deer season, book sales, and dead chickens
I'm excited to announce some good stuff. Barnheart comes out in bookstores soon, a few weeks, and Connie at Battenkill Books has already sold 130+ and for that, I thank all of you readers. It is a huge deal.
Trying to make a living as a writer is hard (especially when you write about chickens and sheep, and not forensics or presidential biographies). When you buy a new book like Barnheart at its release it sends a message to the publisher (and the small book stores) that this book is something they should be paying attention to, my name is something worth noting. Events like Connie's, a small-town pre sale, is something new and adventurous for this relatively new bookstore. Between Jon's pre-sale of Going Home (almost a 1,000!) and my humble starts, this bookstore is going into the Holidays in high spirits and so am I.
If you are interested in getting a personalized and signed copy of Barnheart mailed right to your door from a small bookstore in my town, then click this link right here, son.
High spirits are good. I've been having a rough week, but have faith everything will work out for the better. I wrote a long, bitching, post last night (which some of you may have seen, and if so, I apologize) about my own troubles with keeping this place together. I took it down because complaining doesn't pay bills, hard work does. So I will be putting my head down these next few days working on projects and ideas, dealing with advertisers and workshop registrations, and so forth. I'll find a way. I always have.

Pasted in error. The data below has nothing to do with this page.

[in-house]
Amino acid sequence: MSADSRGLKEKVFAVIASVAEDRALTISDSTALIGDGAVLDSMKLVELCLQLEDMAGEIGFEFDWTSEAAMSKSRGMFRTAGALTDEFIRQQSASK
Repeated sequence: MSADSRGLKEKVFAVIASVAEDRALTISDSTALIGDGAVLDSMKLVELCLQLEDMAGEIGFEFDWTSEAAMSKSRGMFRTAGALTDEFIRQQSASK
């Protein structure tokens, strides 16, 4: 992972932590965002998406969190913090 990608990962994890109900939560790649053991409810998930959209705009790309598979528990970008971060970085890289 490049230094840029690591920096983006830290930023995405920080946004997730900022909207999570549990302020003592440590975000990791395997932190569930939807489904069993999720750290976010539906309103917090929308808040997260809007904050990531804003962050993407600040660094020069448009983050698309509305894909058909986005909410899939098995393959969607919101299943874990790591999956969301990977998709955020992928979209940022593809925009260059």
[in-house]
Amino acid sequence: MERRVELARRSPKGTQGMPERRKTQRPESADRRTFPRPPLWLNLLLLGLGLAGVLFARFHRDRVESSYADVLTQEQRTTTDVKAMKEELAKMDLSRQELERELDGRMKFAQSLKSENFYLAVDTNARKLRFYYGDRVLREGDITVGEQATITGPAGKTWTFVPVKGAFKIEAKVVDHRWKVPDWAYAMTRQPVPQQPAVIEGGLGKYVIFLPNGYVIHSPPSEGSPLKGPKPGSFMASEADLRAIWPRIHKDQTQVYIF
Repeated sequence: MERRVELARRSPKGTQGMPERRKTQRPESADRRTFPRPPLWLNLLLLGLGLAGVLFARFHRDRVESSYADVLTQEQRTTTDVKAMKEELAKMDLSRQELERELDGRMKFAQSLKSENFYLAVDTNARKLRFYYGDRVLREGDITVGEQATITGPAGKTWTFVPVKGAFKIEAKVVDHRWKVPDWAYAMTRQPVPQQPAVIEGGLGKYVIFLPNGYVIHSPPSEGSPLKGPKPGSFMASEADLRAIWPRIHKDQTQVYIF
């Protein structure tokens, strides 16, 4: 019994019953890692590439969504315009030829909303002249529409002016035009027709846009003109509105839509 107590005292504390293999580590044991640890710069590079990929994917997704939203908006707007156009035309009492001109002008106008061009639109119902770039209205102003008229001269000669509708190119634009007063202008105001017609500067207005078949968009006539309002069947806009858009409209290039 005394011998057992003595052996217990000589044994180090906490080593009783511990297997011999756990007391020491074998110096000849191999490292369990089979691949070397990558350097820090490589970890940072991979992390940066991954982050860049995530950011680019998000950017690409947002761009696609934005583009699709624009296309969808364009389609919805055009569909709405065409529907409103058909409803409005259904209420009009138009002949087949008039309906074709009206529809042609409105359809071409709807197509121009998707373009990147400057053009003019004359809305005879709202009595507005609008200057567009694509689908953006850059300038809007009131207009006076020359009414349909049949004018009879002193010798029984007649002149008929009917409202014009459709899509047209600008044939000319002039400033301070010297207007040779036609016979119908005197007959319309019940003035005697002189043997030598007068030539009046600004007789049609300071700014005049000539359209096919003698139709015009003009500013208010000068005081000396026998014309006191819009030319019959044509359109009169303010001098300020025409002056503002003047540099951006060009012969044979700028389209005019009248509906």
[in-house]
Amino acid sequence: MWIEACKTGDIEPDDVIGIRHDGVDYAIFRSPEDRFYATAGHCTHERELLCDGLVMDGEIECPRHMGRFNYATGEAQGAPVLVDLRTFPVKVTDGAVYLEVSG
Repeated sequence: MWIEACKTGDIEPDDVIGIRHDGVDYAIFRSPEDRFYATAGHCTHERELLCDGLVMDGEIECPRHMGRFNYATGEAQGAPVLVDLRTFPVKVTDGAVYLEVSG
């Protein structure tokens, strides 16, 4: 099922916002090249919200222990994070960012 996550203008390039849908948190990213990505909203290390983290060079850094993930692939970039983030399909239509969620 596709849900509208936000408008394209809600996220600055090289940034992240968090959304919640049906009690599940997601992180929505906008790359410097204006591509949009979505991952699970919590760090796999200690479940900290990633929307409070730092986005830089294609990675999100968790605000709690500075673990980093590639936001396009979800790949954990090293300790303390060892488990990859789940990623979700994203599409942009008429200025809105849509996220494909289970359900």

In other news, I just finished planning an intense workshop with Brett about backyard meat chickens. I did one last year (which he attended) but this year we're presenting it together as a team. I'll cover the animal side (chicken care, raising meat birds, and the slaughtering/butchering demonstration) and he'll be showing everyone how to build a chicken tractor. (A chicken tractor is just a moveable pen that can constantly be dragged to fresh grass so your lawn gets fertilized and the birds always have clean pasture.) So it'll be a combination of husbandry and construction, ending with a farm dinner of chicken BBQ, sides and fixins. We're going to offer a full-day in late June (23rd), and there is no farming experience needed. This is for people thinking about getting started with meat birds, too. Maybe you just want to see how hard it is to go from chicken to drumstick? Or maybe you've raised layers and really want to see what goes into a dozen roasters? Everyone will go home with five meat bird chicks, plans on how to construct their own tractor, and enjoy a campfire in the evening if they wish to stick around. Bring a banjo and sharp knives. Fun!